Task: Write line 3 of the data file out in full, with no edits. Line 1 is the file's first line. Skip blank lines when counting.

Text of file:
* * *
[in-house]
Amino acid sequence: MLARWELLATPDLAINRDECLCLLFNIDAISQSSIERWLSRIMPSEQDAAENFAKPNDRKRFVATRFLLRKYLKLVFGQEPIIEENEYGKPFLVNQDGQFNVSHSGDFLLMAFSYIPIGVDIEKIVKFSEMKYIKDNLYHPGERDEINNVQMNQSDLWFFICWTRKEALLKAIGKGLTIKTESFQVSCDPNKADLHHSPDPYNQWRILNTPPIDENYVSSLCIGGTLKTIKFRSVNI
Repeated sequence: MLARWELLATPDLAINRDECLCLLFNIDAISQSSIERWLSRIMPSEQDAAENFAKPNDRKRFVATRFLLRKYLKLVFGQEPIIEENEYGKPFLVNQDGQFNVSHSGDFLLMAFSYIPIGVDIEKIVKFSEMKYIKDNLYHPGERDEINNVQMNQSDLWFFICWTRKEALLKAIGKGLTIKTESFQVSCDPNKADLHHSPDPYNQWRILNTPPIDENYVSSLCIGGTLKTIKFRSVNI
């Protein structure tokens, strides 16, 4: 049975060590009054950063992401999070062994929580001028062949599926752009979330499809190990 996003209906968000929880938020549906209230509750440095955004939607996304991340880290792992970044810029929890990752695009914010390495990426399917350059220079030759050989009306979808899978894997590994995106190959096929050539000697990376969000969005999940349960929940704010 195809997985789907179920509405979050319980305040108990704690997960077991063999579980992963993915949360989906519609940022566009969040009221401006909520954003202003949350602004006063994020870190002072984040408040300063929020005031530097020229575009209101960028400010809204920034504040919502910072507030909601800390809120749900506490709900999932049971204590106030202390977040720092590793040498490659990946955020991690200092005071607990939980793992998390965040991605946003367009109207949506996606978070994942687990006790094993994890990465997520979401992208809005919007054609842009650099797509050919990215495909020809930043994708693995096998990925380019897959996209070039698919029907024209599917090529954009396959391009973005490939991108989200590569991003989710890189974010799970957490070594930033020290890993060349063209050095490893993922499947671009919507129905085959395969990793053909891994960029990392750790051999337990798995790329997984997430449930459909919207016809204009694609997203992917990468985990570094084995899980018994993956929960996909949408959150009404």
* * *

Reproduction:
Repeated sequence: MLARWELLATPDLAINRDECLCLLFNIDAISQSSIERWLSRIMPSEQDAAENFAKPNDRKRFVATRFLLRKYLKLVFGQEPIIEENEYGKPFLVNQDGQFNVSHSGDFLLMAFSYIPIGVDIEKIVKFSEMKYIKDNLYHPGERDEINNVQMNQSDLWFFICWTRKEALLKAIGKGLTIKTESFQVSCDPNKADLHHSPDPYNQWRILNTPPIDENYVSSLCIGGTLKTIKFRSVNI